Free Printable: My Hands

Watch them Grow

Over the years I’ve come across several different printables for young students to trace their hands. Many method books also include a page for this activity.

None of these, however, include one little thing I really wanted, so I decided to make my own sheet. I’ll tell you what it is, but first, the backstory.

It’s very easy when attending professional development conferences, to hear great ideas but then forget to put some of those ideas into place.

When I attended the 2017 MTNA Conference in Baltimore, Maryland, I gleaned a fun idea from a session given by Amy Immerman on tracing students hands.

She suggested that with young beginner students we not only trace their hands but retrace them every so often so students can see how much they’re growing. (Kind of like the typical height-growth chart found in a lot of homes, but for piano ūüôā )

Children love to learn and see how they are growing.¬† Just last night I had a group class for tweens. When I asked each of them to remind me how old they were, none of them responded with their actual age. They stated how old they¬†would be¬†and in how long, such as “I’ll be 13 in two months.”

Growth, in whatever form it is, feels good.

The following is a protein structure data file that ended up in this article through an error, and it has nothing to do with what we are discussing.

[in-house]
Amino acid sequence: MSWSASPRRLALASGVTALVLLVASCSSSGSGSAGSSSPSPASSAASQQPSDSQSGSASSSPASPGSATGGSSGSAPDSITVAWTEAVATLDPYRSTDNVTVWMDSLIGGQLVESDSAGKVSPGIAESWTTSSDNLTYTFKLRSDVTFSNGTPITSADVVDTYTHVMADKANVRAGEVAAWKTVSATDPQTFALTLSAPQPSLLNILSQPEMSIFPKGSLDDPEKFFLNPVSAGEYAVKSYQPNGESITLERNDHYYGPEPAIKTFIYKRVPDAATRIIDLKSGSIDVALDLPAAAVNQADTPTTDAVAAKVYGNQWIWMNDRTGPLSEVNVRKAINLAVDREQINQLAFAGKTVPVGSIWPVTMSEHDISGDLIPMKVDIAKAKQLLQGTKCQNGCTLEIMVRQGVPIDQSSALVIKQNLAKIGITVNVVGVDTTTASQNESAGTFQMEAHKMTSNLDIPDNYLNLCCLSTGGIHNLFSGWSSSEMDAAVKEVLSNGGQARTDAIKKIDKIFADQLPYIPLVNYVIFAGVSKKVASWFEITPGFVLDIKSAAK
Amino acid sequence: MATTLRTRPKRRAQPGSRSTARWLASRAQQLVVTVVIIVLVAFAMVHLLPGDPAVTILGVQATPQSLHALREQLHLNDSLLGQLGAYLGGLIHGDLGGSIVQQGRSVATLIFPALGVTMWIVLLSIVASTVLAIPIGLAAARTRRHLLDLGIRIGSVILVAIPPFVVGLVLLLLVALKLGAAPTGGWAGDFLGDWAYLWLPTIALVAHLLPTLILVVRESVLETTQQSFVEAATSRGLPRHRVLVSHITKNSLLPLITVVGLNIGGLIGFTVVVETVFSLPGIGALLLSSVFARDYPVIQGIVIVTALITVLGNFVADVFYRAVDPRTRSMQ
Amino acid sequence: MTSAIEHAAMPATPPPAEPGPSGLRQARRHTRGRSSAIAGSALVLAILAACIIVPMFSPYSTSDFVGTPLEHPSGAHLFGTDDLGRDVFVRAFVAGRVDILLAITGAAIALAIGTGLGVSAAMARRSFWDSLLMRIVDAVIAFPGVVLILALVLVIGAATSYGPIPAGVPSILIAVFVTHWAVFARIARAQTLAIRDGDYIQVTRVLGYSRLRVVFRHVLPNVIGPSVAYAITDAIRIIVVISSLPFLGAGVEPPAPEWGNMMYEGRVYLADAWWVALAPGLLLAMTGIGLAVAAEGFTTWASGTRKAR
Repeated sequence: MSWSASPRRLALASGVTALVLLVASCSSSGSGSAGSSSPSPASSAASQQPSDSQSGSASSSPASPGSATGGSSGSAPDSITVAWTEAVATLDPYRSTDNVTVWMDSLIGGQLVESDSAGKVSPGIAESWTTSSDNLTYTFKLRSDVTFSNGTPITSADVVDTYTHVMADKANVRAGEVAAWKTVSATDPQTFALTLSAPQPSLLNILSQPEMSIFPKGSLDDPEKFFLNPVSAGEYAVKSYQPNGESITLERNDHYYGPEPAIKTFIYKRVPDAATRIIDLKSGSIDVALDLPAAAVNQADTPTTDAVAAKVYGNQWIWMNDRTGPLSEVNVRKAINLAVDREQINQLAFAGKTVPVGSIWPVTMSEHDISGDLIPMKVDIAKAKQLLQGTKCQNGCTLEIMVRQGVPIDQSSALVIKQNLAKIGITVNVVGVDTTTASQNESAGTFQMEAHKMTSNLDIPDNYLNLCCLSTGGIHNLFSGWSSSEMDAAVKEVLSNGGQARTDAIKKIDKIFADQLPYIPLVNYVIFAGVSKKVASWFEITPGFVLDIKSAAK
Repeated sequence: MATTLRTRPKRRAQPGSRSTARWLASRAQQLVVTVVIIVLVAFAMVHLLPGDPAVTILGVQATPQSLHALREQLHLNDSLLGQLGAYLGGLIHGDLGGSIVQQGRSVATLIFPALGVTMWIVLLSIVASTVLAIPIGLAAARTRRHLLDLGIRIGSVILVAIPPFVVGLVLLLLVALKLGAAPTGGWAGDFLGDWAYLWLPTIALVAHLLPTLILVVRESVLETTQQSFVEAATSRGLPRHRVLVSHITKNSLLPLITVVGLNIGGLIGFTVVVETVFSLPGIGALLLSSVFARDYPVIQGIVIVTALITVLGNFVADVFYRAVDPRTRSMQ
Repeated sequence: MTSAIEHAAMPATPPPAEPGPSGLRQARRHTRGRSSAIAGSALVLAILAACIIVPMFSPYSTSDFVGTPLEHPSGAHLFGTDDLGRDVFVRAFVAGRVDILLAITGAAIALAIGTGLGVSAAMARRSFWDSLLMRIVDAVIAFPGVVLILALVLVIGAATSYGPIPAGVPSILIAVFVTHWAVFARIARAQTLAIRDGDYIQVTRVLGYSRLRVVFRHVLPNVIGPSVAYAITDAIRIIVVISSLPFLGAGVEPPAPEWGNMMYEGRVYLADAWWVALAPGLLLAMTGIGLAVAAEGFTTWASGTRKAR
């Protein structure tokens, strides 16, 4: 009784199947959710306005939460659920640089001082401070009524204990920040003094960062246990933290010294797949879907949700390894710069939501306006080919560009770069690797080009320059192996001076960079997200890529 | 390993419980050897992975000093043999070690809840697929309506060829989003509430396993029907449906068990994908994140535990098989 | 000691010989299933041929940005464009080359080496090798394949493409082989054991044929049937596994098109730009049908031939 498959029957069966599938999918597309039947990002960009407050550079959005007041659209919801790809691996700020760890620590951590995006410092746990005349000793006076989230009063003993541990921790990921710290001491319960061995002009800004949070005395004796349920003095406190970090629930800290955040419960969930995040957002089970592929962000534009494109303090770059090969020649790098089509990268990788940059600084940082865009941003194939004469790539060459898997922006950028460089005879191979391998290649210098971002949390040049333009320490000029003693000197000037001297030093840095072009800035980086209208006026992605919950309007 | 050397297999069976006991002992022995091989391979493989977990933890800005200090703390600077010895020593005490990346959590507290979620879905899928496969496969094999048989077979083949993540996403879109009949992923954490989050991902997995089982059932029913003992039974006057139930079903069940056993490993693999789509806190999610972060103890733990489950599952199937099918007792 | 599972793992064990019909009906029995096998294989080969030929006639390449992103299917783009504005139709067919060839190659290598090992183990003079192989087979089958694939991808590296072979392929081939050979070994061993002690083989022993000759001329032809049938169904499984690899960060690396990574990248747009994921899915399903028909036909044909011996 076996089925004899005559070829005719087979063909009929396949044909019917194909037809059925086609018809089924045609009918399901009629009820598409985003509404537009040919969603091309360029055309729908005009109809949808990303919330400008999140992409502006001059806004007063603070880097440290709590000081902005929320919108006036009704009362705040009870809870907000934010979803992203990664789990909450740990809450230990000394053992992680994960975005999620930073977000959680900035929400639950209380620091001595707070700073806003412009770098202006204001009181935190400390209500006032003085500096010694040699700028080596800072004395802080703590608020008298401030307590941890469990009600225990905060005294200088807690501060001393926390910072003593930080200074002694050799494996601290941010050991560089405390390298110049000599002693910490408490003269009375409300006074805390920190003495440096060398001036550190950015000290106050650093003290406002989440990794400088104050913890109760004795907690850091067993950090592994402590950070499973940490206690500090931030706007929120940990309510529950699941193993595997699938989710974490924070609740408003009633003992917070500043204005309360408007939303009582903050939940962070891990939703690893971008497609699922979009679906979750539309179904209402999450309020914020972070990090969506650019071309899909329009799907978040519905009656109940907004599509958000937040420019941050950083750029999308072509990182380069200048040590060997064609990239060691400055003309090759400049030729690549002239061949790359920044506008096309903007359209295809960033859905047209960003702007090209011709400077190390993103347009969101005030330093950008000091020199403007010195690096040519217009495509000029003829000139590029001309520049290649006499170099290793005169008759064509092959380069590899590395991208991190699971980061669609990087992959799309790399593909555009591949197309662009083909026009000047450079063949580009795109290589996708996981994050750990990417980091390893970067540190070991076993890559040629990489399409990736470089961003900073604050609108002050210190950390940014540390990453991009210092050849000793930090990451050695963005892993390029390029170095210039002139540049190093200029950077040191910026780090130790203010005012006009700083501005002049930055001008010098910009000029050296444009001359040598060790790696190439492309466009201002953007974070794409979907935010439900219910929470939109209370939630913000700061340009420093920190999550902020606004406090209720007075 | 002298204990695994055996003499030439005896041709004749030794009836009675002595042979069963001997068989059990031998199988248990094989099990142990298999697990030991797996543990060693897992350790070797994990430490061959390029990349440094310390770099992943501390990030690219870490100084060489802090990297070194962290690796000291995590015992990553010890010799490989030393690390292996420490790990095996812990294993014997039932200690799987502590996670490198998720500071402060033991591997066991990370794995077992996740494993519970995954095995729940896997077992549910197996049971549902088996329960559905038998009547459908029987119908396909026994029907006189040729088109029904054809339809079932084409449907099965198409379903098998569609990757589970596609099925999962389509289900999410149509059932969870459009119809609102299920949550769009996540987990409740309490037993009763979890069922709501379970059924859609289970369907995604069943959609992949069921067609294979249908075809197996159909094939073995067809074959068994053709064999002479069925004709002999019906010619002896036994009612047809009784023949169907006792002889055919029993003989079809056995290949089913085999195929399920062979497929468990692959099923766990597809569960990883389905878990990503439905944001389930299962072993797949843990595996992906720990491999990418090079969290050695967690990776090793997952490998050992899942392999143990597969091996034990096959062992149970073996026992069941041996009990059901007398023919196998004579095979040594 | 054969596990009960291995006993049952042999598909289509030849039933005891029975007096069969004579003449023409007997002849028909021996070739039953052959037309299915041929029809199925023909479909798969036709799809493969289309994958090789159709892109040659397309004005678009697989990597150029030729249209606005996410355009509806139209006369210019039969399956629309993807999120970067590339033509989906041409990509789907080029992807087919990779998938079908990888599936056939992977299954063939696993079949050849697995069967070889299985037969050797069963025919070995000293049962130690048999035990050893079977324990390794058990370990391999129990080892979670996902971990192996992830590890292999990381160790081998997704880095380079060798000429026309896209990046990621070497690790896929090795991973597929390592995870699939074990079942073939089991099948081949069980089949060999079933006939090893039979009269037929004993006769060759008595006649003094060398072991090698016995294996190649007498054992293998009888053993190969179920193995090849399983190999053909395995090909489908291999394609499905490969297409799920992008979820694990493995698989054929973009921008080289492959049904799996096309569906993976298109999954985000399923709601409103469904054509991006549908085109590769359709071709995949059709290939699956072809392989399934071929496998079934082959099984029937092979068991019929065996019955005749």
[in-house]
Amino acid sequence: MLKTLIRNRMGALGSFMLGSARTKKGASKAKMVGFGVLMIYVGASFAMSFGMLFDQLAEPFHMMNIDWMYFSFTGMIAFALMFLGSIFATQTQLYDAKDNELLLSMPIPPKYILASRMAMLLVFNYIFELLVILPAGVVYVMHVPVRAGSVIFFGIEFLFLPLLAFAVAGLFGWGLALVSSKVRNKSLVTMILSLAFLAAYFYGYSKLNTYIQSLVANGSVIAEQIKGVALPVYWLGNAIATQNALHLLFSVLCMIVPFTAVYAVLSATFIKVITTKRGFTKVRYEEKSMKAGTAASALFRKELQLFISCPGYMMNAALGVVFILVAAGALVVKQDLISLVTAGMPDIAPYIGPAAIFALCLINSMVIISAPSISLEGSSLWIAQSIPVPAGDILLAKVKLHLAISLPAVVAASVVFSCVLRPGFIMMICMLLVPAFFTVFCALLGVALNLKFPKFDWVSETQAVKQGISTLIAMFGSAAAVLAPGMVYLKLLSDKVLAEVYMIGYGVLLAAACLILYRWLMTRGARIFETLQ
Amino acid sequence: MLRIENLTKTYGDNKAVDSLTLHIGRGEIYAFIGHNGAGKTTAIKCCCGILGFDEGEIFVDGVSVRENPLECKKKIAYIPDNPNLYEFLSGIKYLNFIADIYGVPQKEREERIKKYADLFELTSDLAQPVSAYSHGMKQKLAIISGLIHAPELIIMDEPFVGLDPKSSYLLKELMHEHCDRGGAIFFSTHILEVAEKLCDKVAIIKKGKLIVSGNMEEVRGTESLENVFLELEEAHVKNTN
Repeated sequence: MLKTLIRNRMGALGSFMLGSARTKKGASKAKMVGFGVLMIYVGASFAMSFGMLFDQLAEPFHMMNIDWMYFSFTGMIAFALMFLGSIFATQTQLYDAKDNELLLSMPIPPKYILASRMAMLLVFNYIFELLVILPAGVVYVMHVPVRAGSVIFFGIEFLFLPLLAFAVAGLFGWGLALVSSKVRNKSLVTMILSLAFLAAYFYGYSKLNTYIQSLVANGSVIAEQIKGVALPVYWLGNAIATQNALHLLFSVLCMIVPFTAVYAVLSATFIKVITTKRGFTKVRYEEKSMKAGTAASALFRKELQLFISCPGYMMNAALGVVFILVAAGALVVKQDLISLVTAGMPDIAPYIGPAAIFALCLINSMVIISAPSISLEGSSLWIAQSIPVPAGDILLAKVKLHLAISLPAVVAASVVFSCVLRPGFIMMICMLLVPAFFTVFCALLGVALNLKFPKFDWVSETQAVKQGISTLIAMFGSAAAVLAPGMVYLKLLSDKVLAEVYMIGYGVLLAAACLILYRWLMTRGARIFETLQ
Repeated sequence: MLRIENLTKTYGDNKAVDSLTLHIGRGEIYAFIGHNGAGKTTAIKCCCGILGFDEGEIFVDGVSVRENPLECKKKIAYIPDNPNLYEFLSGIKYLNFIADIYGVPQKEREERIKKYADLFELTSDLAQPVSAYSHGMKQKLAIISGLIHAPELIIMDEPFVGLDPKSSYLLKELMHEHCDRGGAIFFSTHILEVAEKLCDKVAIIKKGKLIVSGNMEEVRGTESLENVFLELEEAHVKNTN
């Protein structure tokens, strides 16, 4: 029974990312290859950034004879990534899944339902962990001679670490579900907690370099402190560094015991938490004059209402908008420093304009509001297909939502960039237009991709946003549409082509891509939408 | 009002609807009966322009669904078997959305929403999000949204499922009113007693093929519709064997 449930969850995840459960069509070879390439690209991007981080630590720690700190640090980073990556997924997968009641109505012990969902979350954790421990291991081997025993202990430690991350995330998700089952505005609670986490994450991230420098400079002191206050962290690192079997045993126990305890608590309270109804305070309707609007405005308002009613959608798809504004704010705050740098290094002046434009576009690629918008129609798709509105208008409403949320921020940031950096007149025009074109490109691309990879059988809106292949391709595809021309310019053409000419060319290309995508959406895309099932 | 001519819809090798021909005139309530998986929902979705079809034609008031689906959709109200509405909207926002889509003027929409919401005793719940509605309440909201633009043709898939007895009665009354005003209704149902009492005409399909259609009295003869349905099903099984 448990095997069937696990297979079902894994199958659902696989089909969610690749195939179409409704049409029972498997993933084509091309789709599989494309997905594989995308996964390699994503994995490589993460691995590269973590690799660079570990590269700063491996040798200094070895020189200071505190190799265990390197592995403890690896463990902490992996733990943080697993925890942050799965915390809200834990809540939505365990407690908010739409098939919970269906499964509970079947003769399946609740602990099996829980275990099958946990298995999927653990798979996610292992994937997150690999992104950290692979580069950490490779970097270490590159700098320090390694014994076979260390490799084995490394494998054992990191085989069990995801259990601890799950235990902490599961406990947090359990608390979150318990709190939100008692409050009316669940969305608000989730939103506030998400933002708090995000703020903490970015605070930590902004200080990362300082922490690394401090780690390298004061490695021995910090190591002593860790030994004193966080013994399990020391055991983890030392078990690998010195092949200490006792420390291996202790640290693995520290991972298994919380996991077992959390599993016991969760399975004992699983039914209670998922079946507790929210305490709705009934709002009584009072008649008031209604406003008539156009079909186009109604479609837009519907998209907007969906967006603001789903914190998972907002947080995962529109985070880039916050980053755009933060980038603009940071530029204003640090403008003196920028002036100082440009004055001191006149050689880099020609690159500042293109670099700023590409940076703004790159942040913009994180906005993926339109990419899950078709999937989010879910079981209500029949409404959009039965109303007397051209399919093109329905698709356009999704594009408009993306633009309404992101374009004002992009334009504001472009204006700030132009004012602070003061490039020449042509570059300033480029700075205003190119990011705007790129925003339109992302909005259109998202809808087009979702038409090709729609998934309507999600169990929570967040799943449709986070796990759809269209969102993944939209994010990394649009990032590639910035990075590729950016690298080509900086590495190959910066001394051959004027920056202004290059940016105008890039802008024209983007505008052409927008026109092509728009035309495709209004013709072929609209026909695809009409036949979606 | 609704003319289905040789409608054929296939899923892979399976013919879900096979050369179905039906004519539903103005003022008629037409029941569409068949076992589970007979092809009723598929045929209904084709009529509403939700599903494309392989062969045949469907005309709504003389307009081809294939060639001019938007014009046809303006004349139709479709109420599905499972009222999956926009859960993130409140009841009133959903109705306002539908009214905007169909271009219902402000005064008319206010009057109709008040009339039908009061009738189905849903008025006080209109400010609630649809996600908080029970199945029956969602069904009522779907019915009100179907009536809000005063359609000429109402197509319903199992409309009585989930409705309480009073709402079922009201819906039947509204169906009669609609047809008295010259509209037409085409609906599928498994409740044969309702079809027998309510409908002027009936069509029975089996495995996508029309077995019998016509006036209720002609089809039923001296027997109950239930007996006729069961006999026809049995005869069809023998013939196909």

The reason none of the other printables I’ve ever found have worked for me is that they don’t remind me to re-trace their hands. It’s easy to forget to do things unless they’re right in front of us (a perfect example of why so many teachers love method books).

Plus, I don’t use method books with beginners and even if I did, once you start progressing forward, how many of us would remember to go back and do that? No one.

This printable includes instructions for students to trace their hands multiple times over the course of their first year of lessons.

I would recommend keeping it in the front of their piano binder or better yet, in their student file folder. (Check out my student files here.)

A Visual Guide for Formula Pattern Scales

Contrary motion scales are awesome. Not only are they fun to play and sound cool, but they’re a wonderful way to teach scale fingerings – especially when students are first learning to play scales. Students seem to love them as well.

A step up from a simple contrary motion scale is playing scales using what’s called a “formula pattern.” (I’ve always wondered why it’s called a “formula pattern” so if you know, please educate me! It’s such a boring name for such a fun scale pattern.)

I think we should call them zig-zag scales instead!

The first time I tried to teach a student the formula pattern was a struggle. I try to avoid using formal “scale books” for students to have to read every note and fingering, so I needed to find an easy way to explain the pattern.

Since I’m a visual person, I came up with this simple Formal Pattern Visual Guide for my students. Every student I’ve used this with has found it very helpful and so I realized it was time I shared it with you!

After my students finish Piano Safari Technique Level 3, which covers the keys of C/Am, G/Em, and F/Dm, I’ve been moving them into the RCM technique leveling. Even though I don’t send my students to RCM, I like having a step-by-step leveling system.